business ecosystem view on demand response

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This slideset is compiled from the Petteri Baumgartner’s MSc thesis that can be found from: http://urn.fi/URN:NBN:fi:tty-201401281062 The wo

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  • 1. Justifications One of the things to understand at the outset is simply, what does the value chain or ecosystem look like today? What are the different pieces? (Cusumano in Hopkins, 2011, p.60)At least for smart grids, employing an innovation ecosystem strategy appears quite important. (Ginsberg et al., 2010, p.2792)Demand Response (DR) is one of several most important ingredients of the emerging smart grid paradigm. (Li et al., 2012, p.1023)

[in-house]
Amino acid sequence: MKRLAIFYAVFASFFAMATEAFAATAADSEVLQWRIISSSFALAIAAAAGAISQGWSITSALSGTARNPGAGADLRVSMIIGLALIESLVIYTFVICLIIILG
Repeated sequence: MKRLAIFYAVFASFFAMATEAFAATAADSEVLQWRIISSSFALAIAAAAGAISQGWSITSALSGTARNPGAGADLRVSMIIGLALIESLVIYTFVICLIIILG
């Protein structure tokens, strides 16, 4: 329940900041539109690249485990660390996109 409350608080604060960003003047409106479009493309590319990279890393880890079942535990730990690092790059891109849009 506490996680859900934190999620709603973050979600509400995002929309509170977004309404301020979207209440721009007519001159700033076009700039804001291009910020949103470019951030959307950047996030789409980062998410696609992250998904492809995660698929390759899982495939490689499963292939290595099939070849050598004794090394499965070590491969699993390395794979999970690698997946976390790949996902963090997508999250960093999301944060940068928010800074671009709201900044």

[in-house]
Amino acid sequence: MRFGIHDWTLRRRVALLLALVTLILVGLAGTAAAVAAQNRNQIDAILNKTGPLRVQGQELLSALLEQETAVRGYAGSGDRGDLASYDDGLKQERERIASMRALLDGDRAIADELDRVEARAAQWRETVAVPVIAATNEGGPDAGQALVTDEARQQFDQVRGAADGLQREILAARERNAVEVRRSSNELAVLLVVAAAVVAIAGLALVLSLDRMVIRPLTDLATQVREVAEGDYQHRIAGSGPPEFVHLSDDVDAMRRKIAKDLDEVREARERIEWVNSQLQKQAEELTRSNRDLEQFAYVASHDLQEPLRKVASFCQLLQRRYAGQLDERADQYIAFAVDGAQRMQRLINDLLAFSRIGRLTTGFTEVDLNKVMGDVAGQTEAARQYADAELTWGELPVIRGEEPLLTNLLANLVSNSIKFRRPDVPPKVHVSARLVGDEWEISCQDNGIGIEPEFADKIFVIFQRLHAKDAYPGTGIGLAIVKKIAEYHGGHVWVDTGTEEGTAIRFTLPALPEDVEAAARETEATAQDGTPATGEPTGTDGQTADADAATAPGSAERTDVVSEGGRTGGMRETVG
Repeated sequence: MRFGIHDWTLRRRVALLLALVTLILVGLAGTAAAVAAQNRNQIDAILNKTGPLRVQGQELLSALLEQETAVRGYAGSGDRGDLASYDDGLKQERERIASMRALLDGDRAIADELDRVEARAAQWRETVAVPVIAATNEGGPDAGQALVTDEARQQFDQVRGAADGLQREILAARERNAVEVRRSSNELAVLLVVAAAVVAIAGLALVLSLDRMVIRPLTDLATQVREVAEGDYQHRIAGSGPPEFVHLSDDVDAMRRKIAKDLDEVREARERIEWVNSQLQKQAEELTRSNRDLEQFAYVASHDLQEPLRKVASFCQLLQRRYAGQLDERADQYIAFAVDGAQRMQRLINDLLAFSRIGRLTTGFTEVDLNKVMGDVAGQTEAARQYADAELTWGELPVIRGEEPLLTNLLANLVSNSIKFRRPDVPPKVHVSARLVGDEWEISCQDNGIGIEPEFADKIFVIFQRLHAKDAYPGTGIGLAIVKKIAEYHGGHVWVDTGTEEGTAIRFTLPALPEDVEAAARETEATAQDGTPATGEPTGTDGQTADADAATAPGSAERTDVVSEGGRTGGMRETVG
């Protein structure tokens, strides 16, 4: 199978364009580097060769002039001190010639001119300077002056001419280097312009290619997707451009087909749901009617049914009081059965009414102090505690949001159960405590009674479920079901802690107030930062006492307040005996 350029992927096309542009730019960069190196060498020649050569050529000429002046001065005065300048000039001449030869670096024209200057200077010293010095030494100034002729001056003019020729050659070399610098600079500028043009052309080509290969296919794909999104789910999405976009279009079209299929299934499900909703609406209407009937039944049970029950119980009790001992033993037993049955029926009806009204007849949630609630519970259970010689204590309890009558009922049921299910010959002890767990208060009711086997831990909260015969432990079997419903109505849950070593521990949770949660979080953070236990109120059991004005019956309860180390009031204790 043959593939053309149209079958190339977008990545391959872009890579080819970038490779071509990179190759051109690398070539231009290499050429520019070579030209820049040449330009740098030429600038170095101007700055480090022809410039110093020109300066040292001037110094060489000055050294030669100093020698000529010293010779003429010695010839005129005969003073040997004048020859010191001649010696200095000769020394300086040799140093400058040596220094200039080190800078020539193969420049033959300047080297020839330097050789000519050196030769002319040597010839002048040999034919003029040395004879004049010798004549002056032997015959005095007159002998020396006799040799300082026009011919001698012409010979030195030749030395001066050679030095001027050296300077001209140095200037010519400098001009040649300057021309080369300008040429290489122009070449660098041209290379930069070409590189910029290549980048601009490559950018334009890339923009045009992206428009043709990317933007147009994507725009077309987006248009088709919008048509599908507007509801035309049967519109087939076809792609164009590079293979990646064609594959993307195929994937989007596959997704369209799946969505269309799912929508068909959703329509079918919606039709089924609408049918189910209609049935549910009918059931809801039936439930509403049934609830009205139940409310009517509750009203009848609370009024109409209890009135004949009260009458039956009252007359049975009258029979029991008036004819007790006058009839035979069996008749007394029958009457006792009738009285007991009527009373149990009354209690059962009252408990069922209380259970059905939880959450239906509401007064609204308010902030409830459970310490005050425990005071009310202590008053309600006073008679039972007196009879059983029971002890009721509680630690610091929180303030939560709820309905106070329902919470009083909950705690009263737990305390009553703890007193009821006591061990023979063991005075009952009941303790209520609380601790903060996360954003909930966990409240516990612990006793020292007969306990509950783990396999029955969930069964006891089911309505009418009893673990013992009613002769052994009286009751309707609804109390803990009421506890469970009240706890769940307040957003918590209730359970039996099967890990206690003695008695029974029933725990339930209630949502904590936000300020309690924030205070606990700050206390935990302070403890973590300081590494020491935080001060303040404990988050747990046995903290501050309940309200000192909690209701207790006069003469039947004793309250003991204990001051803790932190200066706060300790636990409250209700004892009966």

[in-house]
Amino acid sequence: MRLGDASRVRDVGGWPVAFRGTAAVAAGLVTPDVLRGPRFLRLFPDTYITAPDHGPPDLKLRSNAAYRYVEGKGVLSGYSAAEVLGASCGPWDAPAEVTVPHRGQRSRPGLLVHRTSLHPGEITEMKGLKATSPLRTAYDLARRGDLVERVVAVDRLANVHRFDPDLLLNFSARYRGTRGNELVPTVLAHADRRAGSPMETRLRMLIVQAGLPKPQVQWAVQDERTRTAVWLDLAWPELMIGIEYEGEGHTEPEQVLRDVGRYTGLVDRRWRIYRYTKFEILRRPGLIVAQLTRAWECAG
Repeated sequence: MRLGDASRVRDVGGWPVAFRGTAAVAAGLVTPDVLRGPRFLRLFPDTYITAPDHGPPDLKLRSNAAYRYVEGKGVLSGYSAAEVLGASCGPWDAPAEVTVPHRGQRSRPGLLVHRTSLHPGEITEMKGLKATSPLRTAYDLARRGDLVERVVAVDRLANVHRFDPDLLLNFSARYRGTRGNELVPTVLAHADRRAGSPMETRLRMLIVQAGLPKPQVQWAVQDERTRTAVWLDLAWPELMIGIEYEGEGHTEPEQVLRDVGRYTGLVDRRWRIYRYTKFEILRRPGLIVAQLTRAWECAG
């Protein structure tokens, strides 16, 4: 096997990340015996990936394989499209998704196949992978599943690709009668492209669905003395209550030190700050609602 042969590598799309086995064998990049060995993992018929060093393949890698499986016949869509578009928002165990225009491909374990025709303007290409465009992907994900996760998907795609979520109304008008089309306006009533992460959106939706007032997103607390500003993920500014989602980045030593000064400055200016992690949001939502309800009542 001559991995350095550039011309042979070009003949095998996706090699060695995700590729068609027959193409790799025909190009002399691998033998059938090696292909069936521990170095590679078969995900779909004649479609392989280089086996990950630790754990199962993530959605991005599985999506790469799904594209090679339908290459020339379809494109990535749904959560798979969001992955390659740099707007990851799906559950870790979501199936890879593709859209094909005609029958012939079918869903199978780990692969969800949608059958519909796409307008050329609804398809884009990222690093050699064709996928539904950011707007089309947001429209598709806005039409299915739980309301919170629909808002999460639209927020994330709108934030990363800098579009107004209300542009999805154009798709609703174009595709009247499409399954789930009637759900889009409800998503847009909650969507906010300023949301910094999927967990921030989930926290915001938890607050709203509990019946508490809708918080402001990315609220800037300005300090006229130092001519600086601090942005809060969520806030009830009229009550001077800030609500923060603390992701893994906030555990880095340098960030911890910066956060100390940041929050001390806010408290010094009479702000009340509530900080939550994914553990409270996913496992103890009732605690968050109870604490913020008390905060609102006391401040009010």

2. Justifications Tanaka attests that current trends in energy supply and use are patently unsustainable economically, environmentally, and socially (2011, p. 1). To address the sustainability challenges, the European Union (EU) has set the energy and emission targets for 2020. 20-20-20 targets aim to reduction in greenhouse gas emissions, increasing the use of renewable energy resources, and improvement in energy efficiency (European Union, 2007). Demand response and energy efficiency have clearly been shown to be a potential approach to address the challenges concerning the electricity supply and consumption (Malik & Bouzguenda, 2011; Strbac, 2008; U.S. Department of Energy, 2006). 3. Table of Contents 1. 2. 3. 4. 5. 6.Introduction Electricity Market and Demand Response Business Ecosystem Research Method and Material Demand Response Ecosystems Conclusions and referencesThe presentation is based on: Baumgartner, P. (2014). Demand Response Ecosystems in the Nordic Electricity Markets (M.Sc Thesis). Tampere University of Technology, Tampere. DOI: http://urn.fi/URN:NBN:fi:tty-201401281062 Further information on SGEM research programme, http://www.cleen.fi/en/sgem 4. IntroductionElectricity Market and Demand ResponseBusiness EcosystemResearch Method and MaterialDemand Response EcosystemsConclusionsSmart Grid European Technology Platform (ETP) SmartGrids (2006) defines smart grid as follows: An electricity network that can intelligently integrate the actions of all users connected to it generators, consumers, and those that do bothin order to efficiently deliver sustainable, economic, and secure electricity supplies. European Commission (2006, pp.1517) distinguishes the following differences: Traditional gridSmart gridLarge generating stationsDistributed generation and renewable energy sourcesCentralized controlFlexible operation and maintenanceOld, one-way technologyDemand-side management through two-way communicationOptimized for regional power adequacyDistributed generation connected close to consumersConflicting regulatory and commercial frameworksConsistent legal frameworks enabling cross-border trading of power and grid services 5. IntroductionElectricity Market and Demand ResponseBusiness EcosystemResearch Method and MaterialDemand Response EcosystemsConclusionsDemand Response The U.S. Department of Energy defines demand response comprehensively as:MWhChanges in electric usage by end-use customers from their normal consumption patterns in response to changes in the price of electricity over time, or to incentive payments designed to induce lower electricity use at times of high wholesale market prices or when system reliability is jeopardized. (2006, p.6)Actual demandDR actions takenTime 6. IntroductionElectricity Market and Demand ResponseBusiness EcosystemResearch Method and MaterialDemand Response EcosystemsConclusionsAim and Objectives of the Research The main research question is: What kind of demand response ecosystems can be identified concerning the emerging smart grid paradigm, and what roles and restrictions can be identified? Research objectives are to: I.Recognize fundamental actors in the demand response ecosystem. II. Distinguish the problematic nodes hindering the adoption of demand response technologies, practices, and services. III. Provide alternative ways to overcome possible obstacles in order to develop a functioning business ecosystem.The aim is to visually depict DR ecosystems. 7. IntroductionElectricity Market and Demand ResponseBusiness EcosystemResearch Method and MaterialDemand Response EcosystemsConclusionsElectricity System The electricity system is the twofold one of technical and economic subsystems. The technical subsystem represents the physical electricity flows. The economic subsystem illustrates the money flows. Figure below presents the electricity system graphically; the yellow line shows the money flow; the black line indicates the route of physical electricity. 8. IntroductionElectricity Market and Demand ResponseBusiness EcosystemResearch Method and MaterialDemand Response EcosystemsConclusionsMarket Structure The Nordic countries (i.e., Denmark, Finland, Norway, and Sweden) have adopted free, shared electricity market with one common power exchange and nationally independent TSOs. The market comprises regulated and deregulated players. Regulated monopoly actors include transmission system operators (TSO) and distribution system operators (DSO). Suppliers, producers, and other actors possible actors operate on market terms. Vertical integration of TSO, DSO, and market actors is prohibited. As a result, TSOs and DSOs are ineligible to bundle operations with market actors. 9. IntroductionElectricity Market and Demand ResponseBusiness EcosystemResearch Method and MaterialDemand Response EcosystemsMarket Structure The attached figure presents various actors on the Finnish electricity market (modified from Sle, Rosenberg, & Feilberg, 2010, p. 53). Electricity transmission and distribution operate on a natural monopoly basis, Energy Market Authority (EMV) regulates. TSOs balancing market as well as power exchange and reselling operate on market terms.Conclusions 10. IntroductionElectricity Market and Demand ResponseBusiness EcosystemResearch Method and MaterialDemand Response EcosystemsConclusionsRationale for Demand Response The role and importance of flexibility of supply and demand has been recognized by electricity system designers years ago (e.g., Hobbs, Honious, & Bluestein, 1994). The significance will increase with distributed and renewable energy sources. A large amount of renewable energy causes intermittency in the grid. The higher level of intermittency can be addressed by increasing back-up generation capacity Or by deployment of demand response. DR entails a potential to lower the wholesale prices of electricity (Faruqui, 2007; Heffner, 2009; Hirst, 2002) and defer the construction of peaking generation units (U.S. Department of Energy, 2006). 11. IntroductionElectricity Market and Demand ResponseBusiness EcosystemResearch Method and MaterialDemand Response EcosystemsClassification of DR Programs A broad classification of DR programs is the twofold one of price-based programs and incentive-based programs (U.S. Department of Energy, 2006). Price-based DR programs entail the following methods: Time-of-use (TOU). Critical peak pricing (CPP). Real-time pricing (RTP). Incentive-based DR programs entail the following methods: Direct load control (DLC). Interruptible/curtailable load program. Demand bidding. Emergency DR. Capacity market program. Ancillary services program.Conclusions 12. IntroductionElectricity Market and Demand ResponseBusiness EcosystemResearch Method and MaterialDemand Response EcosystemsConclusionsPrice-Based DR Programs Programs are based on dynamic prices, meaning that the consumer prices of electricity fluctuates in accordance with the market prices (Albadi & El-Saadany, 2008). The U.S. Department of Energy (2006) defines the programs as follows: Time-of-use entails specific prices for specific times of a day. In critical peak pricing peak periods are priced more expensive. Real-time pricing means that consumer prices follow the wholesale market prices hour by hour. In these programs, the DR actions are executed by consumers who are notified at least 24 hours prior the actual delivery of electricity (i.e., consumption). 13. IntroductionElectricity Market and Demand ResponseBusiness EcosystemResearch Method and MaterialDemand Response EcosystemsConclusionsIncentive-Based DR Programs The programs can be categorized in market based and classical incentive-based programs (Albadi & ElSaadany, 2008). The classical programs entail DLC and interruptible/curtailable programs; the market based programs comprises the rest. Incentive-based programs differ from price-based programs in that they are founded on specific needs to drop the load. Instead of following price signals, consumers are justified in incentive payments for complying with DR requests. Probably the most practical of these programs is direct load control where consumers load is directly controlled by. The rest of the programs rely on consumers own actions either on an on-demand basis or they offer to provide load reductions through bids or commitments. 14. IntroductionElectricity Market and Demand ResponseBusiness EcosystemResearch Method and MaterialDemand Response EcosystemsConclusionsIncentive-Based DR Programs: DLC DR typically requires customer behavioral changes as its benefits are achieved by stimuli at the consumption end (U.S. Department of Energy, 2006). DLC enables the execution of DR with a minimal human intervention. According to the U.S. Department of Energy DLC is a program in which the service provider remotely shut down of cycles a customers electrical equipment on short notice to address system or local reliability contingencies (2006, p.9). Indeed, the minimal human intervention seems to be fundamental since consumers desire for comfort and convenience (Fuller et al., 2010; Hauser & Crandall, 2011). 15. IntroductionElectricity Market and Demand ResponseBusiness EcosystemResearch Method and MaterialDemand Response EcosystemsConclusionsDemand Response Deployment Two differing approaches are discussed in the thesis. Automated meter reading (AMR). Home energy management system (HEMS). Technologically, AMR is v